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government and the a ring government that had the u.n. security council, not security comes, general assembly, in 1998, at which their rings agree to withdraw the threats. and after that there was a parody, a couple years when the british tried to make sure they were telling the truth and had been telling the truth the but before that there was kind of a step-by-step thing. i mean, i was pushing very hard to be allowed to just do ordinary professional things that writers do, such as -- i came out to be able to talk about, talk to my readers and things like that. all of this was a battle with security forces, internationally. and gradually we got a little more cooperation, and so that got done a little bit. i mean, the thing that really, have to say this, the thing that really make a big difference to in those years was this country. because america allowed me to come here for periods of time, which started off being short, like a week or 10 days, and ended up being much longer, like too much, too and as months at a time, and litter and ordinary free life. [applause] so i was allowed to make m
in government, u.n. poll sicks domestically. how do you weigh in on the ethics of using drone, and then second question, after the killing of bin laden, do you feel al-qaeda is more or less defeated? >> okay. good questions, both. on the subject of drones, i think they are the most significant advance in humanitarian warfare in history. i think that because the three principles of a just war are necessity, determination, and proportionality. necessity meaning are the people you are fighting, do you need to fight them? is there a way to deal with bin laden and other than shooting at them or capturing them? i come down strongly on the side of, no, these are irreconcilable. the next two questions are making sure that you're targeting the right people and that you're striking targets with the level of force required and no more; right? now, think about it, drones give you more than any tool in history the ability to make sure you are hitting the right target. doesn't mean they don't make mistakes, but you have a better chance of reaching that 100% goal with a drone than you do firing a shell or dr
several examples of massive united nations lead interventions where the u.n. moved in and established a presence in iraq and afghanistan. it was u.s. and nato lead. in the middle east and north africa particularly in these countries we are discussing something new is happening. in some respects the international community learning to do things differently. we are not going back to what we have done in the last 20 years. we are going to do it in a different way and has an international community we are learning what that process is and if you are on the ground you can see it. a lot of people -- there's a hesitancy about this intervention and this involvement that is quite telling and wasn't there in the past. >> thank you. >> i would like to know -- i am abigail woodward and i would like to know how women's rights are being protected and advanced and i would like to know if the muslim brotherhood has seen this debate impediment to that and how the constitutions are including them. >> let's start with the most significant case, constitutional issues and the role of the muslim brotherhoo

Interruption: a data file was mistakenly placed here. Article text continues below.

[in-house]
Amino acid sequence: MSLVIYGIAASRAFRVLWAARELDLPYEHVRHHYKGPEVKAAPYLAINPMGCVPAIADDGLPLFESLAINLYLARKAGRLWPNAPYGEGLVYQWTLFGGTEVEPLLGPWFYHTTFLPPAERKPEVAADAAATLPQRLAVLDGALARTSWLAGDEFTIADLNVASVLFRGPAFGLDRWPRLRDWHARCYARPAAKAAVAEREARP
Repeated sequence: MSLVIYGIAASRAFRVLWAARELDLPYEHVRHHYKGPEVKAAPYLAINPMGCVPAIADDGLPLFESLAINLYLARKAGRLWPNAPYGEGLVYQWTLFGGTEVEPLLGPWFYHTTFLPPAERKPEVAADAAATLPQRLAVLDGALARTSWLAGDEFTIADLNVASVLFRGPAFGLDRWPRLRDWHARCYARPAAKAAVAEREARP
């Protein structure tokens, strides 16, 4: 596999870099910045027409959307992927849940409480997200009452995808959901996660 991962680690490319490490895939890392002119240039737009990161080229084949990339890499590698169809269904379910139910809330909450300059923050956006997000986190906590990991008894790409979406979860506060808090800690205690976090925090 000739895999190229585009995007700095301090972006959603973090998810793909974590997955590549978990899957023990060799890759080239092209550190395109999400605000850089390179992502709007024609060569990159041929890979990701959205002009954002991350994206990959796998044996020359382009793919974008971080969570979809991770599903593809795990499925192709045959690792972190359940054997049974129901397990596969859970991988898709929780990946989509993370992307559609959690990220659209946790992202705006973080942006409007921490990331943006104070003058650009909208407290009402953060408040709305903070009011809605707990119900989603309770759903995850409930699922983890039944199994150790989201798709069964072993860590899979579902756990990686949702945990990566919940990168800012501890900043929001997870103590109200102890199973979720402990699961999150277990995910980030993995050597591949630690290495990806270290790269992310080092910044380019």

're in a place with a weak government, you have perhaps a u.n. operation in the international coordination is also leadership. you have confusion. i think one of the highest hurdles to overcome is the residual feeling, often among ngos that they will be contaminated if they do a cooperation with the military. but most places, it's only the military but has been rebuffed logistic capacity to project not only power, but to project water treatment units and sanitation equipment into a remote area and to take people out from the remote area who need more sophisticated care. so if you don't have the leadership on the ground, it can help reach those gaps of confusion. there's also continuing intellectual political task. obviously some groups, the red cross and quakers have a long tradition of relating to the military on the battlefield and knowing how to deal with the potential sense of conflict of perspective. but i think that's a dialect that has to be extended to all of these other groups that are active. i think some are fairly pragmatic. i think doctors would have orders right now. and ther
, we're talking about lincoln as an extreme leader, as an un unfitterred leaders, but there's home court advantages. tell us what effect the seating had as the convention plays out. >> guest: so lincoln's team is able to receipt sprouterrers -- recruit supporters from all across illinois. they bring them in chicago on discounted tickets. lincoln was a railroad attorney so they arranged that. they print fake tickets for the convention and stack the hall to the rafters with lincoln supporters. every time lincoln's name is mentioned, supporters yell and scream support so much so that the windows of the hall shake in response. this makes the convention dense. no one can think. davis, lincoln's campaign manager goes to the seating arrangement guys saying i want the new york delegation where weed is seated to be surrounded on all sides by other strong seward states. davis knows the condition will be such a zoo they can't hear themselves think or talk to each other at any distance. if weed is like this when the negotiations have to start, he's going to be physically blocked off from getti